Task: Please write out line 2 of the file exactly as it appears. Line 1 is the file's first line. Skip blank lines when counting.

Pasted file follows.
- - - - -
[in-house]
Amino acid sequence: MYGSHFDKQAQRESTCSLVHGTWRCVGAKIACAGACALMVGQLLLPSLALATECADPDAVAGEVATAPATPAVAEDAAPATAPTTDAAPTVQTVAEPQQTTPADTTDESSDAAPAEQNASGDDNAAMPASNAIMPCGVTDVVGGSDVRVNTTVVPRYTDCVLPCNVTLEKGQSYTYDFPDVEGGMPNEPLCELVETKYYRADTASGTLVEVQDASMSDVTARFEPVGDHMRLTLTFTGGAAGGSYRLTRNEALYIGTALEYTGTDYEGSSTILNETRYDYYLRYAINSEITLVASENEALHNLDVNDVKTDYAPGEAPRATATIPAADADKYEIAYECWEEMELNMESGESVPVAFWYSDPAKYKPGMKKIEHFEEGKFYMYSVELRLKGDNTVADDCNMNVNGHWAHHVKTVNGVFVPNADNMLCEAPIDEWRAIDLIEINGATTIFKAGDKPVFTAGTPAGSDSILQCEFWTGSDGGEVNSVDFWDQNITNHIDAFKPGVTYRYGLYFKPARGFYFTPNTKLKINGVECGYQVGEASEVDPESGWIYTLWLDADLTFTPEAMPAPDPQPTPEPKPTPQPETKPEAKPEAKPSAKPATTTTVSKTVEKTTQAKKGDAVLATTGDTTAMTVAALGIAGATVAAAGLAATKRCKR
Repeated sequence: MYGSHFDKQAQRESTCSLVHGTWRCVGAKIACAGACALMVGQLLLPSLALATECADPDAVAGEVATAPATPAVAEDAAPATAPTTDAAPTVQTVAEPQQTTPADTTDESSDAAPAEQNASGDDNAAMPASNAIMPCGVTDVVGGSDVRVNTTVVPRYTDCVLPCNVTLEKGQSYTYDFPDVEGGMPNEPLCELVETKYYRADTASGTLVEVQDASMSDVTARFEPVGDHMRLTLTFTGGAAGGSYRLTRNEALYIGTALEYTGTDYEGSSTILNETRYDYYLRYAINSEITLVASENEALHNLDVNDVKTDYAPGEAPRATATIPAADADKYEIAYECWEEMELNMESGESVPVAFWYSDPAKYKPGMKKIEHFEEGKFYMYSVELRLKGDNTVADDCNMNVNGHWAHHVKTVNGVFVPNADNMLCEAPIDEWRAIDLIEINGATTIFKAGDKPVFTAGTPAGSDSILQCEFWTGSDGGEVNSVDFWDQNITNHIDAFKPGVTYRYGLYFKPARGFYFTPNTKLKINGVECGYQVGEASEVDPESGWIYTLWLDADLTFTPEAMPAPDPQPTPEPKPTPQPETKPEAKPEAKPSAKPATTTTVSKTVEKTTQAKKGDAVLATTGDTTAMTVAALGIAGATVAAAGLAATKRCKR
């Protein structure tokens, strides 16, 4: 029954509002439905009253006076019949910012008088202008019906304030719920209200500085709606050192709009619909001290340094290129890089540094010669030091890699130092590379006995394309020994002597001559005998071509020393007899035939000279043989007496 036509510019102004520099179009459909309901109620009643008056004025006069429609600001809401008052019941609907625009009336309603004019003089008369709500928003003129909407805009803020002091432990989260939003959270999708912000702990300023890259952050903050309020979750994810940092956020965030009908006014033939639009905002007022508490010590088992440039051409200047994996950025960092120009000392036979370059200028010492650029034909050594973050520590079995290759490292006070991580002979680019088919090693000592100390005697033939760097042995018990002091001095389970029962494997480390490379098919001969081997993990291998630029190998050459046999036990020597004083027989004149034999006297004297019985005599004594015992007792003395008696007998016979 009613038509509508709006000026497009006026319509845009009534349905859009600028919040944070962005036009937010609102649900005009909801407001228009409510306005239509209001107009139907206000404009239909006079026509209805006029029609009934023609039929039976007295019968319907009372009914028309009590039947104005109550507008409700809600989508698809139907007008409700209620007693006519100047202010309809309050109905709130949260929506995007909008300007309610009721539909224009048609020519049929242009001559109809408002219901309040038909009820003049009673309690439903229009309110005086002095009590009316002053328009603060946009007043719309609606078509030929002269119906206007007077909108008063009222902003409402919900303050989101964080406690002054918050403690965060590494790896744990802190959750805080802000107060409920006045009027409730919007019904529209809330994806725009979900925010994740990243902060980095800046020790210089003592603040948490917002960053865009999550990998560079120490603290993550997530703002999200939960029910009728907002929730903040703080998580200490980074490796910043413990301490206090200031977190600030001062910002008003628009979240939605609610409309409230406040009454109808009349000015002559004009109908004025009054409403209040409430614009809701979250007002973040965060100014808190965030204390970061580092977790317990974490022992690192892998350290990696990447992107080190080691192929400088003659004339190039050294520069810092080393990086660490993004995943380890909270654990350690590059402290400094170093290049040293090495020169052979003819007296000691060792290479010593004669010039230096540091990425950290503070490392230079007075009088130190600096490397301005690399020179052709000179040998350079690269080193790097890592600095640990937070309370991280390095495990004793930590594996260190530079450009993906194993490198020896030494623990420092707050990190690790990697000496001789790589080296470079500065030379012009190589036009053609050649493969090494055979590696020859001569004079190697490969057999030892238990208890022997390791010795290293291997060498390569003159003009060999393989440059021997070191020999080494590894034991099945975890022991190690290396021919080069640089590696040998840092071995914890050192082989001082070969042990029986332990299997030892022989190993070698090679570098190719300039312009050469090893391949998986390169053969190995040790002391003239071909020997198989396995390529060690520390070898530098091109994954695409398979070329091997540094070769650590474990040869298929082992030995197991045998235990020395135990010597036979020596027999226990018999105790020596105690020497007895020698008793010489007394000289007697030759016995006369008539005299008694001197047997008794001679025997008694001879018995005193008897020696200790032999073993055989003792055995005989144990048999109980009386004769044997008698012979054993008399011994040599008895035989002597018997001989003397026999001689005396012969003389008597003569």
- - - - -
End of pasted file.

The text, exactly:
Amino acid sequence: MYGSHFDKQAQRESTCSLVHGTWRCVGAKIACAGACALMVGQLLLPSLALATECADPDAVAGEVATAPATPAVAEDAAPATAPTTDAAPTVQTVAEPQQTTPADTTDESSDAAPAEQNASGDDNAAMPASNAIMPCGVTDVVGGSDVRVNTTVVPRYTDCVLPCNVTLEKGQSYTYDFPDVEGGMPNEPLCELVETKYYRADTASGTLVEVQDASMSDVTARFEPVGDHMRLTLTFTGGAAGGSYRLTRNEALYIGTALEYTGTDYEGSSTILNETRYDYYLRYAINSEITLVASENEALHNLDVNDVKTDYAPGEAPRATATIPAADADKYEIAYECWEEMELNMESGESVPVAFWYSDPAKYKPGMKKIEHFEEGKFYMYSVELRLKGDNTVADDCNMNVNGHWAHHVKTVNGVFVPNADNMLCEAPIDEWRAIDLIEINGATTIFKAGDKPVFTAGTPAGSDSILQCEFWTGSDGGEVNSVDFWDQNITNHIDAFKPGVTYRYGLYFKPARGFYFTPNTKLKINGVECGYQVGEASEVDPESGWIYTLWLDADLTFTPEAMPAPDPQPTPEPKPTPQPETKPEAKPEAKPSAKPATTTTVSKTVEKTTQAKKGDAVLATTGDTTAMTVAALGIAGATVAAAGLAATKRCKR